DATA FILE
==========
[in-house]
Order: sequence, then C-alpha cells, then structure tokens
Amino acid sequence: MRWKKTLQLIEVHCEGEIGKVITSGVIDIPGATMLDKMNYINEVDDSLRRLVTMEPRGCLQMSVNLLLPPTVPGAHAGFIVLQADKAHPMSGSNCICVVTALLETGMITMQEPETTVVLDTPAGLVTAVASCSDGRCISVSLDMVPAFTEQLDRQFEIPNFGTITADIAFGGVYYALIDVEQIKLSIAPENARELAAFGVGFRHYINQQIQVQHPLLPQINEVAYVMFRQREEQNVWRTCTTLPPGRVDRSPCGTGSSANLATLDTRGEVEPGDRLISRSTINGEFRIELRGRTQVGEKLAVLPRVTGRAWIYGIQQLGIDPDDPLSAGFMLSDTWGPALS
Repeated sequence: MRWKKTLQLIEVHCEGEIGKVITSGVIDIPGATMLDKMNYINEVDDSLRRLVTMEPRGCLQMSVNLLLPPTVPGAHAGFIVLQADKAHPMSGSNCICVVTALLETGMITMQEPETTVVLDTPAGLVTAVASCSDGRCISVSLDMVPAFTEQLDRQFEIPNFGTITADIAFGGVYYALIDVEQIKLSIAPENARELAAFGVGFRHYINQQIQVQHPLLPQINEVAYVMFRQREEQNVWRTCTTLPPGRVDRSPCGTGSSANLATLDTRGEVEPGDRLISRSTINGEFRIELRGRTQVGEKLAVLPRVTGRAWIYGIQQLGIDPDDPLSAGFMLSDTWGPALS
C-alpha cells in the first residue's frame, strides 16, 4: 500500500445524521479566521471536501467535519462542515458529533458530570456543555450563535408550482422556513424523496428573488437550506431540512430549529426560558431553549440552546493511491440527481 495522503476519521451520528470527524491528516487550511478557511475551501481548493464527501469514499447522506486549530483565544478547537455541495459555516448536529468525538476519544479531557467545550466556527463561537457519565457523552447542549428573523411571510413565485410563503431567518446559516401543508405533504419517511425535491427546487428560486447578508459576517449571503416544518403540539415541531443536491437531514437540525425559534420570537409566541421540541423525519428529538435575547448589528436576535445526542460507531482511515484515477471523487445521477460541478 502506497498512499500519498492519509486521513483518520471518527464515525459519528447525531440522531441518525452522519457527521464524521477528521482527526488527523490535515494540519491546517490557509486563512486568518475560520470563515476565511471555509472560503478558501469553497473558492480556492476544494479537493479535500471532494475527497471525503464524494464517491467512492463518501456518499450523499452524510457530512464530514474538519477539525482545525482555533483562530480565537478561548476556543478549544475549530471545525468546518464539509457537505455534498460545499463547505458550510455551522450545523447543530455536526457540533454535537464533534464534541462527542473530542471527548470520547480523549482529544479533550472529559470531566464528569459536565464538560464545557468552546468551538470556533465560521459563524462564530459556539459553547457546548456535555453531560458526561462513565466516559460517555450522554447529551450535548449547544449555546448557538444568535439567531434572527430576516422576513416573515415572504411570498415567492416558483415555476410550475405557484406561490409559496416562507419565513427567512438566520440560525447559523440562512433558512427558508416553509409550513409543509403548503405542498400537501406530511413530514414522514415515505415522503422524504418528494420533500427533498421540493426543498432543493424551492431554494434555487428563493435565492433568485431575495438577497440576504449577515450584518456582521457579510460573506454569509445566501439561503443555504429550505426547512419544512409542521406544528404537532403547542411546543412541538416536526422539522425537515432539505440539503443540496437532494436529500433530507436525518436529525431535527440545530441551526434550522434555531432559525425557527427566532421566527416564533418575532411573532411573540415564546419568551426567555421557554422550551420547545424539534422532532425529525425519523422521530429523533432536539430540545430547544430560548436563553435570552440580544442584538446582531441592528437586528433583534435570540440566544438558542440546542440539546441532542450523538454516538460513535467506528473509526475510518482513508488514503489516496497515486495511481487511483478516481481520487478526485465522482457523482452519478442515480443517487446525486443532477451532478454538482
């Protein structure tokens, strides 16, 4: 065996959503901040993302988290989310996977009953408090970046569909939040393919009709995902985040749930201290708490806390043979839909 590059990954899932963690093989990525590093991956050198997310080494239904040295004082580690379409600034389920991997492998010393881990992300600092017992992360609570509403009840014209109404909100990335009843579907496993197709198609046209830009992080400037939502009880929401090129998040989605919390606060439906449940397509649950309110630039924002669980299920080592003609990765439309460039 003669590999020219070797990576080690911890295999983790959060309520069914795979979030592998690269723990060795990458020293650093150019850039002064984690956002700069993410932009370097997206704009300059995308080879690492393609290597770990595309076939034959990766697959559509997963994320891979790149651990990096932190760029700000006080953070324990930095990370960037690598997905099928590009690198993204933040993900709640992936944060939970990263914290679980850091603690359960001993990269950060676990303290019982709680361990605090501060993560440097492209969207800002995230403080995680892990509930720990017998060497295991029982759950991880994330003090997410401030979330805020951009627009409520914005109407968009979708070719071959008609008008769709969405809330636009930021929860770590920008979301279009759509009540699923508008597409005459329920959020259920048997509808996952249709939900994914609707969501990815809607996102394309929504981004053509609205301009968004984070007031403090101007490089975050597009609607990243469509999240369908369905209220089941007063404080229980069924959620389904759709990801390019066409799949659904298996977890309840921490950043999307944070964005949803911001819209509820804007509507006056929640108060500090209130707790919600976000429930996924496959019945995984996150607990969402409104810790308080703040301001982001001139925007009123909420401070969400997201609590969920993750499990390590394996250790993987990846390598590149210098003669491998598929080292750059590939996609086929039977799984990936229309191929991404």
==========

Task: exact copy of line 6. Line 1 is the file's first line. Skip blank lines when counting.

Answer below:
């Protein structure tokens, strides 16, 4: 065996959503901040993302988290989310996977009953408090970046569909939040393919009709995902985040749930201290708490806390043979839909 590059990954899932963690093989990525590093991956050198997310080494239904040295004082580690379409600034389920991997492998010393881990992300600092017992992360609570509403009840014209109404909100990335009843579907496993197709198609046209830009992080400037939502009880929401090129998040989605919390606060439906449940397509649950309110630039924002669980299920080592003609990765439309460039 003669590999020219070797990576080690911890295999983790959060309520069914795979979030592998690269723990060795990458020293650093150019850039002064984690956002700069993410932009370097997206704009300059995308080879690492393609290597770990595309076939034959990766697959559509997963994320891979790149651990990096932190760029700000006080953070324990930095990370960037690598997905099928590009690198993204933040993900709640992936944060939970990263914290679980850091603690359960001993990269950060676990303290019982709680361990605090501060993560440097492209969207800002995230403080995680892990509930720990017998060497295991029982759950991880994330003090997410401030979330805020951009627009409520914005109407968009979708070719071959008609008008769709969405809330636009930021929860770590920008979301279009759509009540699923508008597409005459329920959020259920048997509808996952249709939900994914609707969501990815809607996102394309929504981004053509609205301009968004984070007031403090101007490089975050597009609607990243469509999240369908369905209220089941007063404080229980069924959620389904759709990801390019066409799949659904298996977890309840921490950043999307944070964005949803911001819209509820804007509507006056929640108060500090209130707790919600976000429930996924496959019945995984996150607990969402409104810790308080703040301001982001001139925007009123909420401070969400997201609590969920993750499990390590394996250790993987990846390598590149210098003669491998598929080292750059590939996609086929039977799984990936229309191929991404």